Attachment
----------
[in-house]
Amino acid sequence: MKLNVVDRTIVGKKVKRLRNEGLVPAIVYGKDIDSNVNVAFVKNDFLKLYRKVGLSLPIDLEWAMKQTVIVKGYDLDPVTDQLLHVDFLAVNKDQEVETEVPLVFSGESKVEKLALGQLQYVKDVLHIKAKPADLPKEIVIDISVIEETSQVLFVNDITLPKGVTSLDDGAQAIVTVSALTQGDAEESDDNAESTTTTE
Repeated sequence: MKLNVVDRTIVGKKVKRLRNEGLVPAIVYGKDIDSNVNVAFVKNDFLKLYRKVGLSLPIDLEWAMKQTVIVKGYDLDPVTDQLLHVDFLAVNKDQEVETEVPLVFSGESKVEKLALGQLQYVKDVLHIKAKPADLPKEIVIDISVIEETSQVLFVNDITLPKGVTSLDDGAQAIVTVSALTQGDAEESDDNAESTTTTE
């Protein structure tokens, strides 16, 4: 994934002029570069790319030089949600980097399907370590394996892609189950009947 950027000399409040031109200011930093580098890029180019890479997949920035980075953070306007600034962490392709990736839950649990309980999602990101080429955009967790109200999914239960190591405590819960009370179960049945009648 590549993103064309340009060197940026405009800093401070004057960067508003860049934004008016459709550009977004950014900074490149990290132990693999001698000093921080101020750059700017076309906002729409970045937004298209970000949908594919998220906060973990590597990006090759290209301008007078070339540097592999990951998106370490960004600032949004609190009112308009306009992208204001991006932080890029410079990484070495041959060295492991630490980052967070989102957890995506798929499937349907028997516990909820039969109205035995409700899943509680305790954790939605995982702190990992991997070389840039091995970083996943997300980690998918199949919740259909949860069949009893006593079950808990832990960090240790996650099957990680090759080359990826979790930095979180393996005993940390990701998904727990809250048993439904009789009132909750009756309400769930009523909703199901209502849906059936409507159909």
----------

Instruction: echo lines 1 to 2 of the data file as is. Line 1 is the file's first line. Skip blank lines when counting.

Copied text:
[in-house]
Amino acid sequence: MKLNVVDRTIVGKKVKRLRNEGLVPAIVYGKDIDSNVNVAFVKNDFLKLYRKVGLSLPIDLEWAMKQTVIVKGYDLDPVTDQLLHVDFLAVNKDQEVETEVPLVFSGESKVEKLALGQLQYVKDVLHIKAKPADLPKEIVIDISVIEETSQVLFVNDITLPKGVTSLDDGAQAIVTVSALTQGDAEESDDNAESTTTTE